“DACA is dead. The Dream Act is a permanent solution for us, and that’s what we’re fighting for now,” said Paulina, an LA Unified graduate from Fremont High School and a DACA recipient who met on Wednesday with House Democratic leader Nancy Pelosi, LA Unified board members, and business and community leaders in Los Angeles to discuss the support needed to pass the Dream Act before the end of the year.
California community college students now have a faster route to a four-year degree, thanks to two new state laws. On Friday, Gov. Jerry Brown signed AB 705, allowing more students access to college-level courses instead of remedial courses when they start community college, and AB 19, giving all first-time students in the state a free year of community college. AB 19 expands to the entire state programs already in place in Los Angeles and Long Beach called College Promise.
The main goal for most community college students in California is to transfer to a four-year university to earn a bachelor’s degree. But a new report shows it takes an average of 6.5 years to get a bachelor’s for students transferring to the University of California system and seven years for those transferring to the California State University system. In addition to time, transfer students pay an additional $36,000 to $38,000 to attain that degree, the study found.
Muck Rack makes it simple to find people, tweets, or articles that mention any name, keyword, company, hashtag etc. We've compiled this guide to help you make the most of your search.
Selecting a term
Start searching tweets, articles from media outlets, articles mentioned in tweets, journalists'
names, titles and bios with some suggested searches:
Companies or Topics (e.g. iPhone, Microsoft)
Phrases (e.g. "cloud computing") — use quotes to keep the terms together
Twitter handles (e.g. @username) — returns those who have mentioned or replied to
Names (e.g. "David Pogue")
Hashtags (e.g. #sxsw, #london2012)
Bio details (e.g. vegan, Olympics, father)
Muck Rack's Advanced Search allows for many boolean operators.
Find results that mention multiple specified terms, use AND or
+. For example, ensure each result contains both Elon Musk and Mark Zuckerberg by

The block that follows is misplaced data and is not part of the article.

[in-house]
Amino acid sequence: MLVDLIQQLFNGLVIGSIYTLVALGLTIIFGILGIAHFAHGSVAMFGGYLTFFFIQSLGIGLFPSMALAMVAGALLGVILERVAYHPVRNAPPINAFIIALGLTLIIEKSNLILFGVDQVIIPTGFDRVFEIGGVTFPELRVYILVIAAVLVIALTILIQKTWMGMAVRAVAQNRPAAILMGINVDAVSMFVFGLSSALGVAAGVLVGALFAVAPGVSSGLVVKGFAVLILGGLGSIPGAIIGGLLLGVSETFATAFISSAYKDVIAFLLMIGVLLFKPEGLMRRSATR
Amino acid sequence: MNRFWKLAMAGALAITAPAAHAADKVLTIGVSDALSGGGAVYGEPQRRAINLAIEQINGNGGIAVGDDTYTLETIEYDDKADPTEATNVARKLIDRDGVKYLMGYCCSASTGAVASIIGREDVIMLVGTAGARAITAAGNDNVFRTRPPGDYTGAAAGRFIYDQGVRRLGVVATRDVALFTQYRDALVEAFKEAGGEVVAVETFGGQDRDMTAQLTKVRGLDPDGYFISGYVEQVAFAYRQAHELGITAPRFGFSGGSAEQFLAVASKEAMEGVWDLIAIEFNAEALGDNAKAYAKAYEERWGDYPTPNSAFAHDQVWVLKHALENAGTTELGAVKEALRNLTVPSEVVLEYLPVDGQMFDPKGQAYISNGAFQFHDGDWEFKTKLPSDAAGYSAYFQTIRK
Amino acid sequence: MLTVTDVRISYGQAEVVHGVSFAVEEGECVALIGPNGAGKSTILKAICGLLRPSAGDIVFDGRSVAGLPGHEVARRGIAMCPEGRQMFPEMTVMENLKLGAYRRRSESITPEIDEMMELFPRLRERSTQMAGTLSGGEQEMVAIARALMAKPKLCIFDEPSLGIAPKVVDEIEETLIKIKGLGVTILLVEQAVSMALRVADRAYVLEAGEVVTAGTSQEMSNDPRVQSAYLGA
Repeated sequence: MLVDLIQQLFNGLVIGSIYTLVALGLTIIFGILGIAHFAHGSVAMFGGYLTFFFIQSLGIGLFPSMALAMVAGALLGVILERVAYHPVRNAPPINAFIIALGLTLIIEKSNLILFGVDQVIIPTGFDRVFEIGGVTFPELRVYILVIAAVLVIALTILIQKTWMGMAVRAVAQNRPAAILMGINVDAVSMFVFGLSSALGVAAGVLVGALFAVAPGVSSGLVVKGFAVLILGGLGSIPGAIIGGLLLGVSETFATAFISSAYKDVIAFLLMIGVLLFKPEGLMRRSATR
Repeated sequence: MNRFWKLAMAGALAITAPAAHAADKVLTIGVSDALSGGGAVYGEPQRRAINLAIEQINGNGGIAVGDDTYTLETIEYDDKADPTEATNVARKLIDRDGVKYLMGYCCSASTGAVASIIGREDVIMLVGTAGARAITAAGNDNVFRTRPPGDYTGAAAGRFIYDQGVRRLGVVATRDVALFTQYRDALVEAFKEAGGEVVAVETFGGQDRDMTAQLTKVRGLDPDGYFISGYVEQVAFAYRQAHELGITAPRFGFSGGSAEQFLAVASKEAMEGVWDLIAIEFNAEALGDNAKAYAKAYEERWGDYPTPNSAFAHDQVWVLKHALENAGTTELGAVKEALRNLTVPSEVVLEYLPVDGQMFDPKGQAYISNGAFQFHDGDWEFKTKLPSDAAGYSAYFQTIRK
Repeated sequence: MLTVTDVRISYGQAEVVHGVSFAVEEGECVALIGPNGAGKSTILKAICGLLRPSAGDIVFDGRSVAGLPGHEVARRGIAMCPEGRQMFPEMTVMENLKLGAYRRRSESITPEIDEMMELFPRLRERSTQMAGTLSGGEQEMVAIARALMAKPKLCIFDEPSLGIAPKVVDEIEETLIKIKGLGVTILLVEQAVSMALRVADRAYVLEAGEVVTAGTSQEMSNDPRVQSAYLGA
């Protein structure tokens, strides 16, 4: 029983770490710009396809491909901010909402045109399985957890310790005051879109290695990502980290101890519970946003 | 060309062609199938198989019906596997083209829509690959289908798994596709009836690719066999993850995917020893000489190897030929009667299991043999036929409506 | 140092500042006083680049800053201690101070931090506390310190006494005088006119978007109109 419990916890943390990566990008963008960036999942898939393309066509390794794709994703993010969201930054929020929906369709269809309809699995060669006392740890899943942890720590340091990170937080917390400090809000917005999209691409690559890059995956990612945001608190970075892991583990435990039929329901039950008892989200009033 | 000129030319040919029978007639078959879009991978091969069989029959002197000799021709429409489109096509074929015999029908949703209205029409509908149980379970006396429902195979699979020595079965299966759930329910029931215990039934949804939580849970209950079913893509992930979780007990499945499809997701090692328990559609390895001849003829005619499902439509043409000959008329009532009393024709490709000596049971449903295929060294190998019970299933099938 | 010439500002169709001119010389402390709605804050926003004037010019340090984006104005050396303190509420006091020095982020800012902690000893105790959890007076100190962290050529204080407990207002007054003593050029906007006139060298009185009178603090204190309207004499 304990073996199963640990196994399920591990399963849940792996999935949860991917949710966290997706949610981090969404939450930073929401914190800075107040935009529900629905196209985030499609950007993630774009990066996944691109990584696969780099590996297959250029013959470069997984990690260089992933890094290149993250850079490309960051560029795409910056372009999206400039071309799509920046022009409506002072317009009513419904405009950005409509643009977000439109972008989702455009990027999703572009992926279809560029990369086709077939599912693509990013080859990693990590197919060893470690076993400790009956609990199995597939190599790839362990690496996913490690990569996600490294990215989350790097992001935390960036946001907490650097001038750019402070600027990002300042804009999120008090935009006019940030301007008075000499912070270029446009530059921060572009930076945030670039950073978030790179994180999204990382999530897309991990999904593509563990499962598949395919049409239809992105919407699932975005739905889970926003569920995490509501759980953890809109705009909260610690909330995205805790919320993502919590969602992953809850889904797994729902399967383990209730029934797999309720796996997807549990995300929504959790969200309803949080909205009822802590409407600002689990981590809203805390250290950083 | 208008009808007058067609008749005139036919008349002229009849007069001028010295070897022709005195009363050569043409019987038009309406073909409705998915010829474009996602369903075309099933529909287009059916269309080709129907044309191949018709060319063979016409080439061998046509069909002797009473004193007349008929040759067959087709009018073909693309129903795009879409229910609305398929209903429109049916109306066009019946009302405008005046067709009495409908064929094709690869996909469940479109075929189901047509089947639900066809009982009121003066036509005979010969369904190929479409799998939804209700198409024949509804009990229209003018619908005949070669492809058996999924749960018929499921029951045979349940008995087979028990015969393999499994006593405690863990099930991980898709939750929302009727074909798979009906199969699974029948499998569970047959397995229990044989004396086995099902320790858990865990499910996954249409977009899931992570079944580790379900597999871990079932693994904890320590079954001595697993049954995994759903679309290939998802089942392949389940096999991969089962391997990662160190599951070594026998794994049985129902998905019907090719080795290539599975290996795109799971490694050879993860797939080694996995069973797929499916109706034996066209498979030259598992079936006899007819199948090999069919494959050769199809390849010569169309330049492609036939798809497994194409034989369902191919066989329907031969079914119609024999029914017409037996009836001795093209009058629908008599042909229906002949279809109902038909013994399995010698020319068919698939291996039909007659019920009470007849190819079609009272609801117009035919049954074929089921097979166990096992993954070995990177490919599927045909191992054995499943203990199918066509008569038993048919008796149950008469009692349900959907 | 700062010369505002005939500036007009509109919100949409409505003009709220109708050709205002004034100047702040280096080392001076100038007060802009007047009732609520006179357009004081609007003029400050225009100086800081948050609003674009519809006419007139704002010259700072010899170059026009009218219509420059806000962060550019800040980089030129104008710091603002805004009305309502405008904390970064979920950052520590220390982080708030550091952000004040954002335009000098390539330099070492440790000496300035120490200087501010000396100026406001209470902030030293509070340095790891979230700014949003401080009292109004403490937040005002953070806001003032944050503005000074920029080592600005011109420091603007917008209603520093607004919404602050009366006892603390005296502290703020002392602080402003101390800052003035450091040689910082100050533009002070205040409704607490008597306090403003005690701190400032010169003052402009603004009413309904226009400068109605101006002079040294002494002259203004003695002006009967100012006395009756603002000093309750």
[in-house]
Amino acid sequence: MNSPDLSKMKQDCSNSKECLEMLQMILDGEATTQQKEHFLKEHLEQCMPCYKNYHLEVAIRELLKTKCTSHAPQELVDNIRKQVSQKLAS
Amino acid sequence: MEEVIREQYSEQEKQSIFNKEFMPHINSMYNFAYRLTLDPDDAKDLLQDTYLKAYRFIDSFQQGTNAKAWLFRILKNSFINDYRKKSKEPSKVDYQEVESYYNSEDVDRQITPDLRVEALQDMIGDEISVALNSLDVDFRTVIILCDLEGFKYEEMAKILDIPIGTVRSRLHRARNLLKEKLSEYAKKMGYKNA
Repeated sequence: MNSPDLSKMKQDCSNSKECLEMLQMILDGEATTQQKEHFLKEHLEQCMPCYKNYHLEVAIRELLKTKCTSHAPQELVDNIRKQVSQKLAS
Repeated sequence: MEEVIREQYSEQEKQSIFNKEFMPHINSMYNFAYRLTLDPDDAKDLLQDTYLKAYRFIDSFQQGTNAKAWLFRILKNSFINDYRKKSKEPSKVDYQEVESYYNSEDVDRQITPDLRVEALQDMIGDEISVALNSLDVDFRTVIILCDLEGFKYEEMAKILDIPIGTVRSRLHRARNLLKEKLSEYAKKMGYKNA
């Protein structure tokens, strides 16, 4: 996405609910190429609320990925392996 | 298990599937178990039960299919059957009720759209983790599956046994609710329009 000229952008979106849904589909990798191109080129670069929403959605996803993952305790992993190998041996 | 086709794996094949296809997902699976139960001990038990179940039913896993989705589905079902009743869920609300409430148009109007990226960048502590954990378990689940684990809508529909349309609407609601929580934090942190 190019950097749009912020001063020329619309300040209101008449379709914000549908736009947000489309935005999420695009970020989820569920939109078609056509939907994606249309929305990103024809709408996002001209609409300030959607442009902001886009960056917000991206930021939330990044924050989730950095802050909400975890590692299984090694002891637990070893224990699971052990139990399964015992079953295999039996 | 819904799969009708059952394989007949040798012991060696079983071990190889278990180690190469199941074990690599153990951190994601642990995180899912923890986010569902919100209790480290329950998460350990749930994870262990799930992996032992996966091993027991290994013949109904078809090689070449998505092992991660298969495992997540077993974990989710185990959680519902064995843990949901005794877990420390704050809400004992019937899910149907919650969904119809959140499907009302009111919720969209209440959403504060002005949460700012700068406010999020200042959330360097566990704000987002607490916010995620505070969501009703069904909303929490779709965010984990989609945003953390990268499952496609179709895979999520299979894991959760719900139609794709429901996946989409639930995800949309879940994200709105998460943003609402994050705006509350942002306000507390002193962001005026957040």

searching Musk AND Zuckerberg or Musk + Zuckerberg.
Use the operators OR or , to broaden your search when you'd like either of
multiple terms to appear in results. (This is the default behavior of our search when no operators
are used). For example, results will contain either cake or cookie by searching cake OR cookie or cake,cookie
Use NOT or - to subtract results from your search. For
example, searching Disney will yield results about the Walt Disney Company as well as Walt Disney
World Resort. To exclude mentions of Disney World, search for Disney -World or Disney
When using one of these operators with a phrase, enclose it in quotation marks. For example, you can
find results about smartphones excluding Apple's iPhone 4S by searching smartphone -"iPhone
Exact case matching or punctuation
If you're searching for a brand name or keyword that relies on specific punctuation marks or capitalization, you can
find results that match your exact query by adding matchcase: before the keyword you're searching for, like matchcase:E*TRADE .
Use parentheses to separate multiple
boolean phrases. For example, to find journalists talking about having fun in Disney World or
Disneyland, search for ("disney world" OR disneyland) AND fun.
An asterisk can be used to search for any variation of a root word truncated by the asterisk. For example, searching for admin* will return results for administrator, administration, administer, administered, etc.
A near operator is an AND operator where you can control the distance between the words. You can vary the distance the near operation uses by adding a forward slash and number (between 0-99) such as strawberries NEAR/10 "whipped cream", which means the strawberries must exist within 10 words of "whipped cream".